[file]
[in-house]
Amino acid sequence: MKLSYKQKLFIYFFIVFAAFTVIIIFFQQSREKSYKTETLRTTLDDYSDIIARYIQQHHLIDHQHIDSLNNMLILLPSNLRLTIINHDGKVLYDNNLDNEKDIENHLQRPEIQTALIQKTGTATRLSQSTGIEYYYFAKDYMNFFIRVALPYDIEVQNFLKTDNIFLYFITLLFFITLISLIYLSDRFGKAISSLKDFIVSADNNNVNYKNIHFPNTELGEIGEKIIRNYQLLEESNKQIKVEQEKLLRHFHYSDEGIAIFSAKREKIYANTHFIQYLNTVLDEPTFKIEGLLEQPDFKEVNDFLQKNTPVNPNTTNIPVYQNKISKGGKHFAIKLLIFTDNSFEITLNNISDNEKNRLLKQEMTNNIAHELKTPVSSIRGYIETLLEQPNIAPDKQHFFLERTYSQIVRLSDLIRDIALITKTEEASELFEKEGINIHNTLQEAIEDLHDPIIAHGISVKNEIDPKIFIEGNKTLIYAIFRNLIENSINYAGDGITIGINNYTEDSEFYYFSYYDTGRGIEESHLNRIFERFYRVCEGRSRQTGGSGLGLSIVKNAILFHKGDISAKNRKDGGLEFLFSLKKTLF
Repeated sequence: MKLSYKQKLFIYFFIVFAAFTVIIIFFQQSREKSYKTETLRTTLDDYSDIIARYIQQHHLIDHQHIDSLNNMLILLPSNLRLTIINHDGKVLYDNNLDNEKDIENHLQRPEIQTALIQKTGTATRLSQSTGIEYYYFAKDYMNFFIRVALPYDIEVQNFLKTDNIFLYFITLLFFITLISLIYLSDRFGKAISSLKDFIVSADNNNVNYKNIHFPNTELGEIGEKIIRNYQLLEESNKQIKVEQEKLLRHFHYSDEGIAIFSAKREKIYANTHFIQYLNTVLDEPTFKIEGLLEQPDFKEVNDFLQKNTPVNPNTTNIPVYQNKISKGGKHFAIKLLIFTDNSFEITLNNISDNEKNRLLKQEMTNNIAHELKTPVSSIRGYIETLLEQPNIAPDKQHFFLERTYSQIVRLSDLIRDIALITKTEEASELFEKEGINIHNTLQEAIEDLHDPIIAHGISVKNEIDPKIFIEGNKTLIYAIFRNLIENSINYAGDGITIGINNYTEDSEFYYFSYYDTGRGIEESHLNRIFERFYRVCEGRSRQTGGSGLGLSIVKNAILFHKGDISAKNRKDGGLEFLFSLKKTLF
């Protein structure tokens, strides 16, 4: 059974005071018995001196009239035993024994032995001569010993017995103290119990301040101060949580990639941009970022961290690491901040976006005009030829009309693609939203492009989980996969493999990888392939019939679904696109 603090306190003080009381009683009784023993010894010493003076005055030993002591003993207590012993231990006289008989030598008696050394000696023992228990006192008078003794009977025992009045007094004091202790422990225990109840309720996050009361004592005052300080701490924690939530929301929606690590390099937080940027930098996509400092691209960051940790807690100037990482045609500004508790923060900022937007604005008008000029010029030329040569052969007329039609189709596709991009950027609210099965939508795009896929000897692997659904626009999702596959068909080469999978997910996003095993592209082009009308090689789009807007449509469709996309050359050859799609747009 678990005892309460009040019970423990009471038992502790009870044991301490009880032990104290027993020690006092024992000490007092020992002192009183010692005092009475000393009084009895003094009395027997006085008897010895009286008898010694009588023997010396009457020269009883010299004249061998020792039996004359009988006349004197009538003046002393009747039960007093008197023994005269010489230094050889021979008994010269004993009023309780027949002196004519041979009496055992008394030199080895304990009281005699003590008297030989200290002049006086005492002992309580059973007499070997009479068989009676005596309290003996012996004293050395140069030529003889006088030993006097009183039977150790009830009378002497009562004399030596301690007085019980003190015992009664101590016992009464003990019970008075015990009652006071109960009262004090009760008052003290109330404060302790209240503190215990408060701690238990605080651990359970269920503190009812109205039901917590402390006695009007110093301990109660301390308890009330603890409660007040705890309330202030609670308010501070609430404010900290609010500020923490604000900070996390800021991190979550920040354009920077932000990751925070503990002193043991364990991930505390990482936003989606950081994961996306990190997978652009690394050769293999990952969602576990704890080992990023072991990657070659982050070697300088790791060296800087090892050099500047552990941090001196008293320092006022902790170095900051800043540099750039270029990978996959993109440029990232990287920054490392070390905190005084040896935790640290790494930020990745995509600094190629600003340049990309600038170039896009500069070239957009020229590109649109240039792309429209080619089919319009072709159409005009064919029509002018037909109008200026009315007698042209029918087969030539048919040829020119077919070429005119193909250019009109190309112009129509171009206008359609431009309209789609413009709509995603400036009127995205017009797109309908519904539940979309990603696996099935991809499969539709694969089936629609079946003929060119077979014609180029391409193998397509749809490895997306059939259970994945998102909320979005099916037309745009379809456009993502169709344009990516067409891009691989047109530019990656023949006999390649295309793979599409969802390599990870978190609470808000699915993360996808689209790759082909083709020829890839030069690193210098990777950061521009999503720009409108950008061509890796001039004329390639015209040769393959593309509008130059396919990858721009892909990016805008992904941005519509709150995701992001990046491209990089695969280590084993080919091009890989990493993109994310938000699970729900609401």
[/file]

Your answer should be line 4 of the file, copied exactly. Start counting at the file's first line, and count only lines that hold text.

């Protein structure tokens, strides 16, 4: 059974005071018995001196009239035993024994032995001569010993017995103290119990301040101060949580990639941009970022961290690491901040976006005009030829009309693609939203492009989980996969493999990888392939019939679904696109 603090306190003080009381009683009784023993010894010493003076005055030993002591003993207590012993231990006289008989030598008696050394000696023992228990006192008078003794009977025992009045007094004091202790422990225990109840309720996050009361004592005052300080701490924690939530929301929606690590390099937080940027930098996509400092691209960051940790807690100037990482045609500004508790923060900022937007604005008008000029010029030329040569052969007329039609189709596709991009950027609210099965939508795009896929000897692997659904626009999702596959068909080469999978997910996003095993592209082009009308090689789009807007449509469709996309050359050859799609747009 678990005892309460009040019970423990009471038992502790009870044991301490009880032990104290027993020690006092024992000490007092020992002192009183010692005092009475000393009084009895003094009395027997006085008897010895009286008898010694009588023997010396009457020269009883010299004249061998020792039996004359009988006349004197009538003046002393009747039960007093008197023994005269010489230094050889021979008994010269004993009023309780027949002196004519041979009496055992008394030199080895304990009281005699003590008297030989200290002049006086005492002992309580059973007499070997009479068989009676005596309290003996012996004293050395140069030529003889006088030993006097009183039977150790009830009378002497009562004399030596301690007085019980003190015992009664101590016992009464003990019970008075015990009652006071109960009262004090009760008052003290109330404060302790209240503190215990408060701690238990605080651990359970269920503190009812109205039901917590402390006695009007110093301990109660301390308890009330603890409660007040705890309330202030609670308010501070609430404010900290609010500020923490604000900070996390800021991190979550920040354009920077932000990751925070503990002193043991364990991930505390990482936003989606950081994961996306990190997978652009690394050769293999990952969602576990704890080992990023072991990657070659982050070697300088790791060296800087090892050099500047552990941090001196008293320092006022902790170095900051800043540099750039270029990978996959993109440029990232990287920054490392070390905190005084040896935790640290790494930020990745995509600094190629600003340049990309600038170039896009500069070239957009020229590109649109240039792309429209080619089919319009072709159409005009064919029509002018037909109008200026009315007698042209029918087969030539048919040829020119077919070429005119193909250019009109190309112009129509171009206008359609431009309209789609413009709509995603400036009127995205017009797109309908519904539940979309990603696996099935991809499969539709694969089936629609079946003929060119077979014609180029391409193998397509749809490895997306059939259970994945998102909320979005099916037309745009379809456009993502169709344009990516067409891009691989047109530019990656023949006999390649295309793979599409969802390599990870978190609470808000699915993360996808689209790759082909083709020829890839030069690193210098990777950061521009999503720009409108950008061509890796001039004329390639015209040769393959593309509008130059396919990858721009892909990016805008992904941005519509709150995701992001990046491209990089695969280590084993080919091009890989990493993109994310938000699970729900609401």